GOOD MORNING. It's Tuesday, Oct. 10 and this is Morning Shift, POLITICO's daily tipsheet on employment and immigration policy. Send tips, exclusives and suggestions to firstname.lastname@example.org, email@example.com, firstname.lastname@example.org and email@example.com. Follow us on Twitter at @tedhesson, @marianne_levine, @IanKullgren and @TimothyNoah1.
HATCH TO REINTRODUCE RETIREMENT BILL: Senate Finance Chairman Orrin Hatch (R-Utah) will reintroduce bipartisan legislation next week that would allow for so-called open multiple employer plans, sources tell POLITICO's Patrick Temple-West and Marianne LeVine. Next week's bill won't differ much from last year's, which encouraged businesses to pool their retirement assets into a single 401(k) plan by removing a requirement that businesses demonstrate a "common interest." The Senate Finance Committee approved the proposal last November. In addition to allowing for open multiple employer plans, last year's bill created a new tax credit for small employers that decide to enroll employees automatically in a 401(k) or SIMPLE IRA plan.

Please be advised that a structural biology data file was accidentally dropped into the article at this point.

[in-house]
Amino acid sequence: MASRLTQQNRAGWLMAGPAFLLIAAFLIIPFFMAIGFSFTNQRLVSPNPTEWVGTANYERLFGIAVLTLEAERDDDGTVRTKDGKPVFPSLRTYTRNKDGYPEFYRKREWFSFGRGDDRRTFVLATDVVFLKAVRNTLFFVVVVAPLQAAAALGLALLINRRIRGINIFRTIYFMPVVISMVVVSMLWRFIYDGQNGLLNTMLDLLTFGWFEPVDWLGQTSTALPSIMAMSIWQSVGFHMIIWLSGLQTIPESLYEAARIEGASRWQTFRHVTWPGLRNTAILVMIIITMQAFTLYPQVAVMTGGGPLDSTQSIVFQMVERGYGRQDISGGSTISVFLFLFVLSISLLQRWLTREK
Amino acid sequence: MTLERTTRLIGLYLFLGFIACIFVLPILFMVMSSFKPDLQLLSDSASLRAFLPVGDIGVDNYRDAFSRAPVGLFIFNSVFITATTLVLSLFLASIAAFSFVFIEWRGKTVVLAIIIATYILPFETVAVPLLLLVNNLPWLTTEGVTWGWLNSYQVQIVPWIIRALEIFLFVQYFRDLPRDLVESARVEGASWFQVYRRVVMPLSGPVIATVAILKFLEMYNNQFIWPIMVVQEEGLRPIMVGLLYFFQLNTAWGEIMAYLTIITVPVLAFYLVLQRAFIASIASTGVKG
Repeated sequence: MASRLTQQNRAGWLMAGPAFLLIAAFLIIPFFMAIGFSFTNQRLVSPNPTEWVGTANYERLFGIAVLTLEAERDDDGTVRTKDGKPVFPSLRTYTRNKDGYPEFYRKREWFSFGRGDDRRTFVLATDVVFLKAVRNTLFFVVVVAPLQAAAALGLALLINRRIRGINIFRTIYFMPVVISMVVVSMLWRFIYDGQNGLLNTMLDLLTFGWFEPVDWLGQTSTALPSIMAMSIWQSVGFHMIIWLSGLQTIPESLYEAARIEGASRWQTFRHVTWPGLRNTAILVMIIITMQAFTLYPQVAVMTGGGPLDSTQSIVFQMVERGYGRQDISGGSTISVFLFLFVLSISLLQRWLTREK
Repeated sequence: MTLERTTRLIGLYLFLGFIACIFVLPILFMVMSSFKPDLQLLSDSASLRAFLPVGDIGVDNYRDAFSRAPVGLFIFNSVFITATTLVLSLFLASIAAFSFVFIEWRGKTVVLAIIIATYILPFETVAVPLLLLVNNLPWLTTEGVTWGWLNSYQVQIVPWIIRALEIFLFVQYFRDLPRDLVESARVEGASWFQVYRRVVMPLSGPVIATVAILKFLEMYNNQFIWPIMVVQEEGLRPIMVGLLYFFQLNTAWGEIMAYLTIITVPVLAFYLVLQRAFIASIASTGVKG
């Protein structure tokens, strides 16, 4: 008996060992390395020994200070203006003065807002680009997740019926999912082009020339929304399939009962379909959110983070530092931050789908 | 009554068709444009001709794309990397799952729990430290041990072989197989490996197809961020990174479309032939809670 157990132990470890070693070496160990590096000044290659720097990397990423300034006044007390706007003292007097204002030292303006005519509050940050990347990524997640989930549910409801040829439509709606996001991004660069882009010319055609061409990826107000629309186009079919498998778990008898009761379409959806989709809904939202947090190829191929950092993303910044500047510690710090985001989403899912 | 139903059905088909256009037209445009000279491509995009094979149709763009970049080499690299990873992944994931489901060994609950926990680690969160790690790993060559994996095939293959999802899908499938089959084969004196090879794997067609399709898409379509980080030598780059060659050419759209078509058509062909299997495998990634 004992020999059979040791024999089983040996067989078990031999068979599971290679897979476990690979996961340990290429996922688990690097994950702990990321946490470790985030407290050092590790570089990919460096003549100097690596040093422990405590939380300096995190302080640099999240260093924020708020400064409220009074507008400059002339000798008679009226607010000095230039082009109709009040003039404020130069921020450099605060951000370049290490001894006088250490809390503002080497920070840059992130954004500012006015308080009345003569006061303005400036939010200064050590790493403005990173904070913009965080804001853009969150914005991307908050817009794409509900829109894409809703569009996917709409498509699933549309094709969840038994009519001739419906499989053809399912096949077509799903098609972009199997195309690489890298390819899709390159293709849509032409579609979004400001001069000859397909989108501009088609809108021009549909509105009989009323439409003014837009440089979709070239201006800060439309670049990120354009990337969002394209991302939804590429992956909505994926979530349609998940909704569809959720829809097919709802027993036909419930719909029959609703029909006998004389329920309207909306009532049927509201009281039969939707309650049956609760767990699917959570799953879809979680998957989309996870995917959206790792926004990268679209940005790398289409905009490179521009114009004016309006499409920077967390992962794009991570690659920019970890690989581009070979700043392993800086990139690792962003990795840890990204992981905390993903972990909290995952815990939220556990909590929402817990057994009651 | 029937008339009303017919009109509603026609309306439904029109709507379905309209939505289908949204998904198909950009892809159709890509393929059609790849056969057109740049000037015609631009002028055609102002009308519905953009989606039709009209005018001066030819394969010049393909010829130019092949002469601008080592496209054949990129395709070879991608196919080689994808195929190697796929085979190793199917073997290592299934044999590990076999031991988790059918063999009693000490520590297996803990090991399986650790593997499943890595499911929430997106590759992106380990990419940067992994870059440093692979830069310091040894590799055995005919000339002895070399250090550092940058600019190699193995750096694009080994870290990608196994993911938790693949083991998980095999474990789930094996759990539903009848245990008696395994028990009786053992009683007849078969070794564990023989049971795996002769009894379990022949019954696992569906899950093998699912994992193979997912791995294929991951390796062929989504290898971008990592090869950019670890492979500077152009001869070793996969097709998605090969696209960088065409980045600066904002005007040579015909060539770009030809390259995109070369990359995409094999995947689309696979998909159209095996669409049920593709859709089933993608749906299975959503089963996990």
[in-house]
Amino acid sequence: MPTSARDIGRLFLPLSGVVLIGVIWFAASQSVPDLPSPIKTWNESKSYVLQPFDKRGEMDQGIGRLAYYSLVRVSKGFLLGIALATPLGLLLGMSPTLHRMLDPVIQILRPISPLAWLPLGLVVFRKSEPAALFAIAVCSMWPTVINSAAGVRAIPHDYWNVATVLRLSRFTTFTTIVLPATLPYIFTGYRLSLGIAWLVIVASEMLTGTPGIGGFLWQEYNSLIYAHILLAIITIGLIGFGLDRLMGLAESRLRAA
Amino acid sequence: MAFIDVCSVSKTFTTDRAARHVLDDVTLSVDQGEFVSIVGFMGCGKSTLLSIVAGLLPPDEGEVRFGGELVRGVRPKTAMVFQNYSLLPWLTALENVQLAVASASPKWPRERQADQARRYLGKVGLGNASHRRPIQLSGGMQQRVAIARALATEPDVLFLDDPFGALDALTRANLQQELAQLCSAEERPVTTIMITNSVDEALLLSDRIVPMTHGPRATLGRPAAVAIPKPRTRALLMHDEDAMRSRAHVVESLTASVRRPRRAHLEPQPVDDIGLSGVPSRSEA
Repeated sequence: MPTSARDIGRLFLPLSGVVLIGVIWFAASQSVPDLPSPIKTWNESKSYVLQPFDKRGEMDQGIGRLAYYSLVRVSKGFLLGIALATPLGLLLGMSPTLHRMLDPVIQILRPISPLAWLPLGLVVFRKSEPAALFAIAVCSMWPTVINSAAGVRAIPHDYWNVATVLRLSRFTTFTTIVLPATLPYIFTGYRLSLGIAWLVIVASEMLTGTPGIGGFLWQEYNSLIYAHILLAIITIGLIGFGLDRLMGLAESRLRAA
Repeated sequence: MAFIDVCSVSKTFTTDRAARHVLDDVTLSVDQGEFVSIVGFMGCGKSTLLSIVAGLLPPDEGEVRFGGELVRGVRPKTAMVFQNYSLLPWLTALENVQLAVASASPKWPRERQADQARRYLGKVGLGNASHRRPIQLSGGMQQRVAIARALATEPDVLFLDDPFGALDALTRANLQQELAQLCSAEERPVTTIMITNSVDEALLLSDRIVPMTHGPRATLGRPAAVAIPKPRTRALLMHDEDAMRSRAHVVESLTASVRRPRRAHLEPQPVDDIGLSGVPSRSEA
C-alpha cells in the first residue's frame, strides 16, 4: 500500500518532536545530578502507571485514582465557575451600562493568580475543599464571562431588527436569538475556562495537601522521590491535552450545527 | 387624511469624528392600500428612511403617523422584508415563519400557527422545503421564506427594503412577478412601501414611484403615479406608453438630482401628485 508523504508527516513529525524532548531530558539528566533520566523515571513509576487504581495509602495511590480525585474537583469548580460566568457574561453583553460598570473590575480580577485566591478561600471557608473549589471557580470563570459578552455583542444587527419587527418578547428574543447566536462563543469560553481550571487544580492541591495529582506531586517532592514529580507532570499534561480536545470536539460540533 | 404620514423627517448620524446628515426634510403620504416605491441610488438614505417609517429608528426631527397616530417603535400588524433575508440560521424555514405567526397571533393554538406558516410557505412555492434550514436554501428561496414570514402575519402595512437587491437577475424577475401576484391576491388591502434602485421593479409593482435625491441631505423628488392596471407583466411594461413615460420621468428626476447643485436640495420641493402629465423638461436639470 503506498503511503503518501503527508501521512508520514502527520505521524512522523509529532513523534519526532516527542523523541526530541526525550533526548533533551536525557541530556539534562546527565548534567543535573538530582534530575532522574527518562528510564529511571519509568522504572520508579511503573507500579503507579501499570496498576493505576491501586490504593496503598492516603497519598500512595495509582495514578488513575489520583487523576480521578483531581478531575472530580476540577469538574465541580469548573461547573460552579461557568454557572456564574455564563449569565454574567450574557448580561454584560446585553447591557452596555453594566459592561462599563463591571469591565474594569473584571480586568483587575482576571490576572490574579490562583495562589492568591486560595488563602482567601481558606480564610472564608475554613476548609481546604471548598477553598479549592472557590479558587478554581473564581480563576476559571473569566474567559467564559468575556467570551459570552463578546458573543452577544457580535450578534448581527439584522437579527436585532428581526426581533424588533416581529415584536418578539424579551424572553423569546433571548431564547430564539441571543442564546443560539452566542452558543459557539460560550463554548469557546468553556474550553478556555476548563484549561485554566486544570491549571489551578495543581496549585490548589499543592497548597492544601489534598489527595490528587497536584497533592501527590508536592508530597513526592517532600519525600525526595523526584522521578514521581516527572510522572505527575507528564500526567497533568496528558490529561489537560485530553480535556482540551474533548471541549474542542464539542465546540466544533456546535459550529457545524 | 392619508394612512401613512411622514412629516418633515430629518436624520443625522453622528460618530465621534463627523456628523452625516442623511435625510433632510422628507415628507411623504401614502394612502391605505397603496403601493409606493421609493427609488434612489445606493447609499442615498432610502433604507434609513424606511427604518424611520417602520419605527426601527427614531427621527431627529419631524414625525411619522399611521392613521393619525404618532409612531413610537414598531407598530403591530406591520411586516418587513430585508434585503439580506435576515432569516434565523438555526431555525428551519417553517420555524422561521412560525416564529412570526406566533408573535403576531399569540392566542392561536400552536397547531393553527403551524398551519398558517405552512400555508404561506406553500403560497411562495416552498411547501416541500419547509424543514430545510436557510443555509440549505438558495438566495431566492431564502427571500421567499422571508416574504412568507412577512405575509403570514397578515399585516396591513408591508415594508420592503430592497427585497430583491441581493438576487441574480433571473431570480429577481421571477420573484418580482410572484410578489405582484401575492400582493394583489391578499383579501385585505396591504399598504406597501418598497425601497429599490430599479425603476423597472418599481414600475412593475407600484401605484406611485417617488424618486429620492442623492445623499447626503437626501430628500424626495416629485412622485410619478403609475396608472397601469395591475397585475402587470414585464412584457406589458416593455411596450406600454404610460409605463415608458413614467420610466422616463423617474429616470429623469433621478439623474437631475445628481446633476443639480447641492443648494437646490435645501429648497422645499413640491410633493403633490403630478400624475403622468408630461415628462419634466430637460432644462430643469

CLINTON SPARED PICKET LINE: Until Monday night former President Bill Clinton was faced with the choice of canceling the Boston meeting of his annual "Clinton Global Initiative University" or crossing a picket line. UNITE HERE Local 26, which represents Northeastern University's food service workers, voted last week to strike on Oct. 11 if it didn't reach agreement with management at Northeastern. The union was demanding a full time wage floor of $35,000 (instead of $21,460). On Oct. 13, Clinton Global Initiative University was set to begin three days of meetings with " students, youth organizations, topic experts, and celebrities" - including the former president and his daughter Chelsea - to discuss various global challenges, including, uh, "poverty alleviation."